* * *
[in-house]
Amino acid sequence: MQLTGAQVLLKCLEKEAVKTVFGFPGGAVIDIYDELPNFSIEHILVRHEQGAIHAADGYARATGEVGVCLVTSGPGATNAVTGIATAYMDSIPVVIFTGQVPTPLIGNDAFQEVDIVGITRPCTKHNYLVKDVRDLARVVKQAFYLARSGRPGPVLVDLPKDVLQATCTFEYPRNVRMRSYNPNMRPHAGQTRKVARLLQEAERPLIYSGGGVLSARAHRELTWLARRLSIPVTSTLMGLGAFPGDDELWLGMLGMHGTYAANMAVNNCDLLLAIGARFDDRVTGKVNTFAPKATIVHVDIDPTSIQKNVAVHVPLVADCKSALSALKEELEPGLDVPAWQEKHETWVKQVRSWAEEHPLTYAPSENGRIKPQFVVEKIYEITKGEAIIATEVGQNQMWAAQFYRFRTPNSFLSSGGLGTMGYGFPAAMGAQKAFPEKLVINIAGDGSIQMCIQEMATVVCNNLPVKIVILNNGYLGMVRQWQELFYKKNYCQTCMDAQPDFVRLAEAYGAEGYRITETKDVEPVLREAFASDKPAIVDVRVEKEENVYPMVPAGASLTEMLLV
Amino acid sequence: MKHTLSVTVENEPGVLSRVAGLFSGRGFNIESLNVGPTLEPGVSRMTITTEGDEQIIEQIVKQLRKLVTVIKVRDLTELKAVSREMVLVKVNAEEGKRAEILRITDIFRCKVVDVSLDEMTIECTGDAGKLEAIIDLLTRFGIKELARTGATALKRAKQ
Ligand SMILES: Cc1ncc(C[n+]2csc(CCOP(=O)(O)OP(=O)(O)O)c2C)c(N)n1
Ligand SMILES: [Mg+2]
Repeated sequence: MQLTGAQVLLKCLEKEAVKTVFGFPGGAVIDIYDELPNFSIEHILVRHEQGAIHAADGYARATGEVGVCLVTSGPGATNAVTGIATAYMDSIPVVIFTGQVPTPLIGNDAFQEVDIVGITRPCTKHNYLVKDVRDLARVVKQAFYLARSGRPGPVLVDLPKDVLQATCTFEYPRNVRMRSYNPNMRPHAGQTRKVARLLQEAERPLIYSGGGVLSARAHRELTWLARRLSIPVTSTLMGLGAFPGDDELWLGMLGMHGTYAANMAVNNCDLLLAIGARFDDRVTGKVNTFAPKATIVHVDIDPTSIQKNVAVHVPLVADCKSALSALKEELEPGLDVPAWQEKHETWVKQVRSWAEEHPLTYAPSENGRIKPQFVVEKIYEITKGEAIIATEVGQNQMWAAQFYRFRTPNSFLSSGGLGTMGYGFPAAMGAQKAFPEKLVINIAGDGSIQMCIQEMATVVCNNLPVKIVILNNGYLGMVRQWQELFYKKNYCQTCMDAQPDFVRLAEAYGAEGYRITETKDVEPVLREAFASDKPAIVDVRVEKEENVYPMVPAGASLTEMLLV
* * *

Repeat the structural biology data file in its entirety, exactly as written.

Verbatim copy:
[in-house]
Amino acid sequence: MQLTGAQVLLKCLEKEAVKTVFGFPGGAVIDIYDELPNFSIEHILVRHEQGAIHAADGYARATGEVGVCLVTSGPGATNAVTGIATAYMDSIPVVIFTGQVPTPLIGNDAFQEVDIVGITRPCTKHNYLVKDVRDLARVVKQAFYLARSGRPGPVLVDLPKDVLQATCTFEYPRNVRMRSYNPNMRPHAGQTRKVARLLQEAERPLIYSGGGVLSARAHRELTWLARRLSIPVTSTLMGLGAFPGDDELWLGMLGMHGTYAANMAVNNCDLLLAIGARFDDRVTGKVNTFAPKATIVHVDIDPTSIQKNVAVHVPLVADCKSALSALKEELEPGLDVPAWQEKHETWVKQVRSWAEEHPLTYAPSENGRIKPQFVVEKIYEITKGEAIIATEVGQNQMWAAQFYRFRTPNSFLSSGGLGTMGYGFPAAMGAQKAFPEKLVINIAGDGSIQMCIQEMATVVCNNLPVKIVILNNGYLGMVRQWQELFYKKNYCQTCMDAQPDFVRLAEAYGAEGYRITETKDVEPVLREAFASDKPAIVDVRVEKEENVYPMVPAGASLTEMLLV
Amino acid sequence: MKHTLSVTVENEPGVLSRVAGLFSGRGFNIESLNVGPTLEPGVSRMTITTEGDEQIIEQIVKQLRKLVTVIKVRDLTELKAVSREMVLVKVNAEEGKRAEILRITDIFRCKVVDVSLDEMTIECTGDAGKLEAIIDLLTRFGIKELARTGATALKRAKQ
Ligand SMILES: Cc1ncc(C[n+]2csc(CCOP(=O)(O)OP(=O)(O)O)c2C)c(N)n1
Ligand SMILES: [Mg+2]
Repeated sequence: MQLTGAQVLLKCLEKEAVKTVFGFPGGAVIDIYDELPNFSIEHILVRHEQGAIHAADGYARATGEVGVCLVTSGPGATNAVTGIATAYMDSIPVVIFTGQVPTPLIGNDAFQEVDIVGITRPCTKHNYLVKDVRDLARVVKQAFYLARSGRPGPVLVDLPKDVLQATCTFEYPRNVRMRSYNPNMRPHAGQTRKVARLLQEAERPLIYSGGGVLSARAHRELTWLARRLSIPVTSTLMGLGAFPGDDELWLGMLGMHGTYAANMAVNNCDLLLAIGARFDDRVTGKVNTFAPKATIVHVDIDPTSIQKNVAVHVPLVADCKSALSALKEELEPGLDVPAWQEKHETWVKQVRSWAEEHPLTYAPSENGRIKPQFVVEKIYEITKGEAIIATEVGQNQMWAAQFYRFRTPNSFLSSGGLGTMGYGFPAAMGAQKAFPEKLVINIAGDGSIQMCIQEMATVVCNNLPVKIVILNNGYLGMVRQWQELFYKKNYCQTCMDAQPDFVRLAEAYGAEGYRITETKDVEPVLREAFASDKPAIVDVRVEKEENVYPMVPAGASLTEMLLV